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Michael Robinson

I find the behaviorism-advertising link very interesting. When I teach advertising in my American history survey, I usually link it to Freudian concepts rather than behavioral ones. I'd like to learn more about the behavioral tie-ins.

Strangely, I feel like classical advertising is reaching me less than ever before. We rarely watch TV for entertainment because we can find just about everything we want via Netflix. In so doing, we avoid commercials. I now rely upon internet radio stations like CBC Radio 3 and sites like Pitchfork.com rather than commercial radio, and when I really like something, I'll purchase it through Itunes for my Ipod. As a result, I feel that my kids - while highly aware of pop cultural figures - are not blitzkrieged with adverts the way I was when I was a kid. Of course this doesn't take into account product placement, internet advertising, etc.

Philip Hatfield

You're certainly right about the Freudian links and I must confess I've omitted them here. Personally I would love to sit down and study the whole period and discipline around Freud, Watson, etc in more detail but that might have to wait a while...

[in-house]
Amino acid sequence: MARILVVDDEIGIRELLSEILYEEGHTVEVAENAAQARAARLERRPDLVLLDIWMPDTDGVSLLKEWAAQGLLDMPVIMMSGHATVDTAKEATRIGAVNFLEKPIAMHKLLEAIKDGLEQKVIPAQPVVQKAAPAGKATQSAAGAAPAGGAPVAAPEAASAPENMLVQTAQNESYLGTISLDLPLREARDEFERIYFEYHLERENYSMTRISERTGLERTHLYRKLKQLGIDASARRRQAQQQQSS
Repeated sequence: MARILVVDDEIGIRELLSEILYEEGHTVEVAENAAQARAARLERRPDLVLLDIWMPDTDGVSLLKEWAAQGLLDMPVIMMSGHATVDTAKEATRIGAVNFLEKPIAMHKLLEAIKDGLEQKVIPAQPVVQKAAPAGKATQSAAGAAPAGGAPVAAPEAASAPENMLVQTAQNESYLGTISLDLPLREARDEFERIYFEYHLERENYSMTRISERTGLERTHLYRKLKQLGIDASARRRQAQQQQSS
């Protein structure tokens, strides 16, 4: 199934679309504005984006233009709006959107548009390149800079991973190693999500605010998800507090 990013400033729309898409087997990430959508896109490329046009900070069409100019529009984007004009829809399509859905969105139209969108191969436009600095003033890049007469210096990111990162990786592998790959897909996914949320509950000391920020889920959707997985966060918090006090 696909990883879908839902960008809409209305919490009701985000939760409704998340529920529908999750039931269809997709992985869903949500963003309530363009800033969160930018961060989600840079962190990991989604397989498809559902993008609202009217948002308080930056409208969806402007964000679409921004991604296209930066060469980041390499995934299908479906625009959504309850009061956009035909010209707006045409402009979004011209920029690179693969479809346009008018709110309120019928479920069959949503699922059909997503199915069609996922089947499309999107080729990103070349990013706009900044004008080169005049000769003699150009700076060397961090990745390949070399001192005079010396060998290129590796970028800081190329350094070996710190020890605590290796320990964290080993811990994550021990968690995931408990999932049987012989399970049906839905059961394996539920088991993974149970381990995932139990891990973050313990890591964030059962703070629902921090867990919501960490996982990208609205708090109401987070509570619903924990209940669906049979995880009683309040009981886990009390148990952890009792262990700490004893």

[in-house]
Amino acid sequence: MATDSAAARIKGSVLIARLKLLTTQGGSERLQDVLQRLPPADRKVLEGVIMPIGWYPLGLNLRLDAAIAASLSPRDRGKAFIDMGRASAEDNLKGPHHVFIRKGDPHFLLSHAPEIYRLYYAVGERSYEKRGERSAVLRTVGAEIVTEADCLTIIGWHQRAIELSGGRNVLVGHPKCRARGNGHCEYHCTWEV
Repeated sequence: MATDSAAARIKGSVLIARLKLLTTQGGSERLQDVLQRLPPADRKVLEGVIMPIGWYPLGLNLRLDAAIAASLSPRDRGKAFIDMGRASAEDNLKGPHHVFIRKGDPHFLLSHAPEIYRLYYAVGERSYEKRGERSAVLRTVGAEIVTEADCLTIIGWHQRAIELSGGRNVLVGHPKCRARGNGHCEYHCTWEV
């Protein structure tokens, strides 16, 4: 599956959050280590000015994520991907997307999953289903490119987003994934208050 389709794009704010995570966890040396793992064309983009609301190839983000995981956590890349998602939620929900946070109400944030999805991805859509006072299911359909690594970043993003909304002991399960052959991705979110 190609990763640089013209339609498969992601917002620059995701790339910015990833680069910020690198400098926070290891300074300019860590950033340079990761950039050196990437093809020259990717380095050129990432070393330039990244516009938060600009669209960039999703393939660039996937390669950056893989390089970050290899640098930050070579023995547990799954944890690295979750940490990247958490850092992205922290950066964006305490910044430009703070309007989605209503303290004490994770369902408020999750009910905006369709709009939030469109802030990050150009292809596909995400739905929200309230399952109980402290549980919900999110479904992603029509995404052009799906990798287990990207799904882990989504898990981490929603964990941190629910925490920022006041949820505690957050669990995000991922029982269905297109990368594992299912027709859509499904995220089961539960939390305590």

It may seem like an odd place to look but there is a good introduction to Watson in, Tudge, C. (2008) 'Consider the Birds'. It has a section called 'The Minds of Birds' which touches upon and gives a decent bibliography for the work of Watson et al.

The point you make about advertising in an increasingly web based world is very interesting too. I'm inclined to agree and I think this fits with an aspect of Watson's behaviourist approach. The science underpinning this revolved around the removal of variables - results were garnered in highly restrained environments akin to that provided by the rigid structures of television and radio. The web suggests an alternative experieience to this which hence could underine the effectiveness of classical advertising.

Further, perhaps the web environment will also face similar problems as the multiple modes of engagement open up many opportunities to ignore and resist the predations of advertisers?

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